Yorkshire’s unhidden treasure trove

Jill Constantine with the Flat Tree by Anthony Gormley, at the Yorkshire Sculpture Park. Picture by Simon Hulme
Jill Constantine with the Flat Tree by Anthony Gormley, at the Yorkshire Sculpture Park. Picture by Simon Hulme
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Yorkshire Sculpture Park is home to the Arts Council Collection sculpture store. Chris Bond spoke to its boss ahead of a new exhibition celebrating land art in Britain.

WALKING into the Arts Council Collection sculpture store at Yorkshire Sculpture Park is a bit like the scene at the end of Raiders of the Lost Ark when the precious artefact Indiana Jones has risked his life for is boxed up and locked away in a giant warehouse.

Okay, it isn’t quite on that epic scale, but the main difference is that the art treasures stored here are frequently loaned out to galleries and museums for people to enjoy, rather than constantly being kept under lock and key gathering dust.

Most of the collection’s 8,000 works are housed in London but more than 800 are stored at the sculpture park near Wakefield. The store is the length of half a football pitch with several rows of shelves carefully stacked from top to toe with red and blue crates. They might not be much to look at but inside they contain artistic gold by such famous names as Barbara Hepworth, Antony Gormley and Damien Hirst.

These works have been housed in West Yorkshire since 2003 and Jill Constantine, the acting head of the Arts Council Collection, says it gives the ACC an important base in the North. “It allows us to draw on the strengths of places like Yorkshire Sculpture Park and audiences not only here but at galleries right across the region. Yorkshire has this real dynamism for sculpture, it’s the birthplace of Henry Moore and Barbara Hepworth so it seems a natural home for it.”

Among the sculptures housed here is Gormley’s Field for the British Isles, a sublime work consisting of 40,000 miniature terracotta figures, which was bought by the ACC in 1996 shortly before Gormley created the Angel of the North. “People love this particular work and its enduring popularity is extraordinary and that’s very important to the collection because we want people to engage with contemporary art,” says Constantine.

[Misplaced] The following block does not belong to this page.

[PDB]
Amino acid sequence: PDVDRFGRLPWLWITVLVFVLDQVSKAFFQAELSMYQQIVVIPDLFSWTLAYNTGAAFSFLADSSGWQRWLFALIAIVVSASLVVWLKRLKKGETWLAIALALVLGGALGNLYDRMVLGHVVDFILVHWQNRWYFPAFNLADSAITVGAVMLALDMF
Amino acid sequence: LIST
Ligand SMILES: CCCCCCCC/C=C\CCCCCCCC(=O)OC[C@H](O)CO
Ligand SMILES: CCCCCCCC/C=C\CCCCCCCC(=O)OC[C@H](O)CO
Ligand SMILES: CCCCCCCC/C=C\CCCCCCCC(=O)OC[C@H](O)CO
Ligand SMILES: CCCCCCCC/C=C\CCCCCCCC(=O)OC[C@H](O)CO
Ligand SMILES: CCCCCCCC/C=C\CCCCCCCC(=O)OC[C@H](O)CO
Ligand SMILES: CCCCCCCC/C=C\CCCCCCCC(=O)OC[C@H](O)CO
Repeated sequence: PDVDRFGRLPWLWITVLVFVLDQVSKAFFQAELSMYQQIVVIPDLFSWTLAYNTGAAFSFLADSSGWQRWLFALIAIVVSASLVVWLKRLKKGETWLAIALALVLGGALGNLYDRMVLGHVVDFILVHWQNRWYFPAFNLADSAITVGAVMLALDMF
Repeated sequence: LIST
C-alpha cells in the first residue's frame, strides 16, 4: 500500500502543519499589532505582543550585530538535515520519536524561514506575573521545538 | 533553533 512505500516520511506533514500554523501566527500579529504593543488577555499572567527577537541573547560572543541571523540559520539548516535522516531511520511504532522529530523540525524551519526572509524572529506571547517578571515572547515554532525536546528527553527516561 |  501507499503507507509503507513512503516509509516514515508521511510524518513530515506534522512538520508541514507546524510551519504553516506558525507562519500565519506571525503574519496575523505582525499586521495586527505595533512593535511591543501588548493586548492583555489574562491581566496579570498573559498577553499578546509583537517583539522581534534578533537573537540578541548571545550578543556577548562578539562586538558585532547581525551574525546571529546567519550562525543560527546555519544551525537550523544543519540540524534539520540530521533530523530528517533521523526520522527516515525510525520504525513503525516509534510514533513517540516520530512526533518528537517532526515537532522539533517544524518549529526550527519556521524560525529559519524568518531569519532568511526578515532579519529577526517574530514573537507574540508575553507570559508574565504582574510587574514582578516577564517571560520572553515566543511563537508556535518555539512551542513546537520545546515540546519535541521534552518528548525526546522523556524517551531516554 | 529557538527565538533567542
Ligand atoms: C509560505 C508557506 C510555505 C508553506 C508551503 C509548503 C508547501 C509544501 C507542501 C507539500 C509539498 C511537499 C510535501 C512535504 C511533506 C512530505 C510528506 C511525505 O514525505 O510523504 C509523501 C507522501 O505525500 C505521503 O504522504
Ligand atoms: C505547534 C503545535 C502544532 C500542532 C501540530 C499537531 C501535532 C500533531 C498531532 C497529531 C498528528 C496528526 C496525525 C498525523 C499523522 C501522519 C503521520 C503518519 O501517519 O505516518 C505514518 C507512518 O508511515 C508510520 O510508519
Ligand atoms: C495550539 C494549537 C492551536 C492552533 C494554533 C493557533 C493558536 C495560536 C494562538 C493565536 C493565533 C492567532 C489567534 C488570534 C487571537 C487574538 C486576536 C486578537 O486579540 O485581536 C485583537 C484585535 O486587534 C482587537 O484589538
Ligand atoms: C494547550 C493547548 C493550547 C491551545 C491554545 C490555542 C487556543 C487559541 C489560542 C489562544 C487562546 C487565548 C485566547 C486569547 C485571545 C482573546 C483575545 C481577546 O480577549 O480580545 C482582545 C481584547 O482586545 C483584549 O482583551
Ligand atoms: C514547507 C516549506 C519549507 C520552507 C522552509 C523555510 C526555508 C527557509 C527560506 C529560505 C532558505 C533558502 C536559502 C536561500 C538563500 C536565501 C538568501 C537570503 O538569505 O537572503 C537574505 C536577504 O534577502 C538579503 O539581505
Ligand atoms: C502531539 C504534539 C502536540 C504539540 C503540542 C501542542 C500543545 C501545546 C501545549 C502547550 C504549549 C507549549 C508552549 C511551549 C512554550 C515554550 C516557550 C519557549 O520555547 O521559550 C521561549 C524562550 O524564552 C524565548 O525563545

“Art and sculpture can sometimes be a difficult subject for people to get their heads round and I sympathise with that, which is why we are trying to encourage a greater understanding of what contemporary art is.”

The Arts Council Collection was established in 1946 with the aim of creating a body of work that represents the ever-changing face of British art. “We’ve got most of the best-known names of British art in the last 70 years – Henry Moore, Barbara Hepworth, David Hockney, Francis Bacon, Lucian Freud and Damien Hirst.”

But rather than buying paintings and sculptures that then hardly ever see the light of day, about 25 per cent of the collection is out on loan at any given time – the highest rate of any collection in the country. “We don’t just lend to galleries we also lend to public institutions, so we work with hospitals that have a group of works from us that they can distribute around the country. We also lend to schools, universities and charities,” adds Constantine.

But moving these artworks up and down the country does create its own logistical problems. “Sculpture presents its own particular challenges not only because of its size and complexity, but also because of the conservation issues of having a collection that is touring extensively.”

The sculptures aren’t just loaned out in this country, with the ACC working with the British Council to help showcase the best of British art abroad. “That’s one of our Damien Hirst pieces,” says Constantine, pointing to a couple of blue crates. “We’re supposed to be lending that to Moscow in the summer.”

The collection also contains paintings, drawings and photographs and it’s still growing. “We’re still buying, we have an acquisitions grant from the Arts Council so we are still collecting.”

The ACC receives £180,000 from the Arts Council which is supplemented by additional grants. It may sound like a lot of money but the astronomical sums that some works of art fetch – Bacon’s Three Studies of Lucian Freud (1969) sold for a record-breaking £89m last November – puts it in perspective. Which means the collection tends to buy the works of up and coming artists before they become famous. “By being rather canny I think we’ve built up quite an astounding collection,” adds Constantine. “We bought a David Hockney when he was straight out of art college. We don’t normally do that but he offered us a painting which we bought. But a month later he said he didn’t really want us to have that one and offered us another. So we did a swap and we’ve got We Two Boys Together Clinging which is one of his most famous paintings, so we’re rather glad we did that.”

The Arts Council Collection provides many of the pieces that make up a touring exhibition on display at Yorkshire Sculpture Park’s Longside Gallery that runs until the middle of next month.

Uncommon Ground: Land Art in Britain 1966-1979, features the work of 24 artists and groups and is the most comprehensive exhibition of British land art ever seen. The exhibition, which includes pieces by Andy Goldsworthy, Richard Long and Antony Gormley, examines how landscape and nature influenced conceptual art in Britain.

The exhibition offers a glimpse into a priceless national collection that tells the story of post-war British art. “We work closely with galleries and museums and we also make the works available to schools to borrow,” says Constantine. “That’s important because some children would never go to a gallery so it really is an extraordinary resource for the nation.”

• Uncommon Ground: Land Art in Britain 1966-1979, a touring exhibition from the Arts Council Collection, Yorkshire Sculpture Park, to June 15.